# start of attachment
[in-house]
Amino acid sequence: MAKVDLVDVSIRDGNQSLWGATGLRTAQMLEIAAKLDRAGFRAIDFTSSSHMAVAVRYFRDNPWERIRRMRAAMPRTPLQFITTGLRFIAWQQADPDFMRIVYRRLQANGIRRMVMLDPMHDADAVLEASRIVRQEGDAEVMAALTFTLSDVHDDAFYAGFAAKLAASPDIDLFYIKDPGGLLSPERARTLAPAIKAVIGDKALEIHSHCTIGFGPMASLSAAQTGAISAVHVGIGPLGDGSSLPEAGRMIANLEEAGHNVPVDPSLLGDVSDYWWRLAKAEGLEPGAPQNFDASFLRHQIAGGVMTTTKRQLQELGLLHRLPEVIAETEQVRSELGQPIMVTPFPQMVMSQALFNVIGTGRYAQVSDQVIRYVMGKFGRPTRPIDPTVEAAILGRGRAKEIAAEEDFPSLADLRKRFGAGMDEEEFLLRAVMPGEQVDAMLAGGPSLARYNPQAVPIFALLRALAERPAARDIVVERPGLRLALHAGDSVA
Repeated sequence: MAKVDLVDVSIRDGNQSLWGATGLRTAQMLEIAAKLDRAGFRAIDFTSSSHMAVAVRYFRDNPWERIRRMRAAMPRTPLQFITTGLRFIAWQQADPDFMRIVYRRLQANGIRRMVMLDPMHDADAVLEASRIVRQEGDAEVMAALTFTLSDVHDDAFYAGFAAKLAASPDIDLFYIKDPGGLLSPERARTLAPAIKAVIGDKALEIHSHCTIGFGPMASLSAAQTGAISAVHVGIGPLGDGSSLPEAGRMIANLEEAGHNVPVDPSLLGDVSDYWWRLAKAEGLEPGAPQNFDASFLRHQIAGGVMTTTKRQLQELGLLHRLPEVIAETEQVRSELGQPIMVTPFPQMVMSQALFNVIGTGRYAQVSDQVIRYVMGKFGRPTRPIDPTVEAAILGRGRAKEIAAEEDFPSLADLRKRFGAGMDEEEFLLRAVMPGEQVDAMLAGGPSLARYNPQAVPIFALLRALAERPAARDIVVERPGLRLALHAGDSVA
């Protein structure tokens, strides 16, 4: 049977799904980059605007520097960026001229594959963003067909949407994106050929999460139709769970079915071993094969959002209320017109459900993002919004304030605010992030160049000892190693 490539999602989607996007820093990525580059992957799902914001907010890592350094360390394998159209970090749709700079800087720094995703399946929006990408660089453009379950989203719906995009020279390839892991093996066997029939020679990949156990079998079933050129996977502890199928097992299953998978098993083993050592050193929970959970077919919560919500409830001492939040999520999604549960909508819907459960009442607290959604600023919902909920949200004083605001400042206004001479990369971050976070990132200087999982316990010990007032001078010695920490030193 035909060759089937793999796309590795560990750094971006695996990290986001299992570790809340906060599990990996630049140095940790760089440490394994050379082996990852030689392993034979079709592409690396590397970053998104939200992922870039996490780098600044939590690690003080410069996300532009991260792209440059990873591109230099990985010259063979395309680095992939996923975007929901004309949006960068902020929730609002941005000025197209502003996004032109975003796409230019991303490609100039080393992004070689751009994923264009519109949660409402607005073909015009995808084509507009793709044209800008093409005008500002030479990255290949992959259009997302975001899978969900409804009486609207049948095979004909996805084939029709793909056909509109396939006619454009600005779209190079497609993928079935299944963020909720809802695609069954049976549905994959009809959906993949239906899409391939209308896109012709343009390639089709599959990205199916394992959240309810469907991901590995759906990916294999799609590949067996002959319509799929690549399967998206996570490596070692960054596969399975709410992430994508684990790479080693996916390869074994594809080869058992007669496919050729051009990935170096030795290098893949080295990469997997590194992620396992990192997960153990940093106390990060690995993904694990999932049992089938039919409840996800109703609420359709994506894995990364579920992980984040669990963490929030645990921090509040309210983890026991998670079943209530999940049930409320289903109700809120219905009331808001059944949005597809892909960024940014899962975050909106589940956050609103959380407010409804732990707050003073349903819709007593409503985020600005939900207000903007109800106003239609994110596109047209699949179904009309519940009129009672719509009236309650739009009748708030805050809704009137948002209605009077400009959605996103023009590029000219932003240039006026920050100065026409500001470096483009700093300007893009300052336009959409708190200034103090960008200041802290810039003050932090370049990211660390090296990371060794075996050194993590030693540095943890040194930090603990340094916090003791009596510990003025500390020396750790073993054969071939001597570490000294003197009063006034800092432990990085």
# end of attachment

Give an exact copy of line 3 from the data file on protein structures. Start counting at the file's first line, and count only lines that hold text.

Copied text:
Repeated sequence: MAKVDLVDVSIRDGNQSLWGATGLRTAQMLEIAAKLDRAGFRAIDFTSSSHMAVAVRYFRDNPWERIRRMRAAMPRTPLQFITTGLRFIAWQQADPDFMRIVYRRLQANGIRRMVMLDPMHDADAVLEASRIVRQEGDAEVMAALTFTLSDVHDDAFYAGFAAKLAASPDIDLFYIKDPGGLLSPERARTLAPAIKAVIGDKALEIHSHCTIGFGPMASLSAAQTGAISAVHVGIGPLGDGSSLPEAGRMIANLEEAGHNVPVDPSLLGDVSDYWWRLAKAEGLEPGAPQNFDASFLRHQIAGGVMTTTKRQLQELGLLHRLPEVIAETEQVRSELGQPIMVTPFPQMVMSQALFNVIGTGRYAQVSDQVIRYVMGKFGRPTRPIDPTVEAAILGRGRAKEIAAEEDFPSLADLRKRFGAGMDEEEFLLRAVMPGEQVDAMLAGGPSLARYNPQAVPIFALLRALAERPAARDIVVERPGLRLALHAGDSVA